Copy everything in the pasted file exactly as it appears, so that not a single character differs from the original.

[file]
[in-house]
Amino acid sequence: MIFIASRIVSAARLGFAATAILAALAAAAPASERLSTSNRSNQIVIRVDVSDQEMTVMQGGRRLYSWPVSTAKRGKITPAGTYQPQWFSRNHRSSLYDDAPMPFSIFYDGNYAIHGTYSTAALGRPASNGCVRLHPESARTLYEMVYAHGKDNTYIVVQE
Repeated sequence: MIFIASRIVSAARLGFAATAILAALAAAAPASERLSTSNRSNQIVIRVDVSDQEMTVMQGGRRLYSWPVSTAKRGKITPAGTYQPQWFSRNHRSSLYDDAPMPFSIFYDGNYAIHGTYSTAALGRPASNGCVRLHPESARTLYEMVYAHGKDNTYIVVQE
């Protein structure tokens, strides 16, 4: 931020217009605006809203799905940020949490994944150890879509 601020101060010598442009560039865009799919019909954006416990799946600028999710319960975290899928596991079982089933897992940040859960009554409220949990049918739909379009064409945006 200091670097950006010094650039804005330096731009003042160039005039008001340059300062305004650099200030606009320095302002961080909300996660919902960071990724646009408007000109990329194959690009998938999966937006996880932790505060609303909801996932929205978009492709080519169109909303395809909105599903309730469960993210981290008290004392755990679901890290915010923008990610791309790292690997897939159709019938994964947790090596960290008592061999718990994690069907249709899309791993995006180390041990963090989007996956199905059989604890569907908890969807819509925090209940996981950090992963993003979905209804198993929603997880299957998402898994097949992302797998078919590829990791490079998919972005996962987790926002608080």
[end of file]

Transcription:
[in-house]
Amino acid sequence: MIFIASRIVSAARLGFAATAILAALAAAAPASERLSTSNRSNQIVIRVDVSDQEMTVMQGGRRLYSWPVSTAKRGKITPAGTYQPQWFSRNHRSSLYDDAPMPFSIFYDGNYAIHGTYSTAALGRPASNGCVRLHPESARTLYEMVYAHGKDNTYIVVQE
Repeated sequence: MIFIASRIVSAARLGFAATAILAALAAAAPASERLSTSNRSNQIVIRVDVSDQEMTVMQGGRRLYSWPVSTAKRGKITPAGTYQPQWFSRNHRSSLYDDAPMPFSIFYDGNYAIHGTYSTAALGRPASNGCVRLHPESARTLYEMVYAHGKDNTYIVVQE
């Protein structure tokens, strides 16, 4: 931020217009605006809203799905940020949490994944150890879509 601020101060010598442009560039865009799919019909954006416990799946600028999710319960975290899928596991079982089933897992940040859960009554409220949990049918739909379009064409945006 200091670097950006010094650039804005330096731009003042160039005039008001340059300062305004650099200030606009320095302002961080909300996660919902960071990724646009408007000109990329194959690009998938999966937006996880932790505060609303909801996932929205978009492709080519169109909303395809909105599903309730469960993210981290008290004392755990679901890290915010923008990610791309790292690997897939159709019938994964947790090596960290008592061999718990994690069907249709899309791993995006180390041990963090989007996956199905059989604890569907908890969807819509925090209940996981950090992963993003979905209804198993929603997880299957998402898994097949992302797998078919590829990791490079998919972005996962987790926002608080």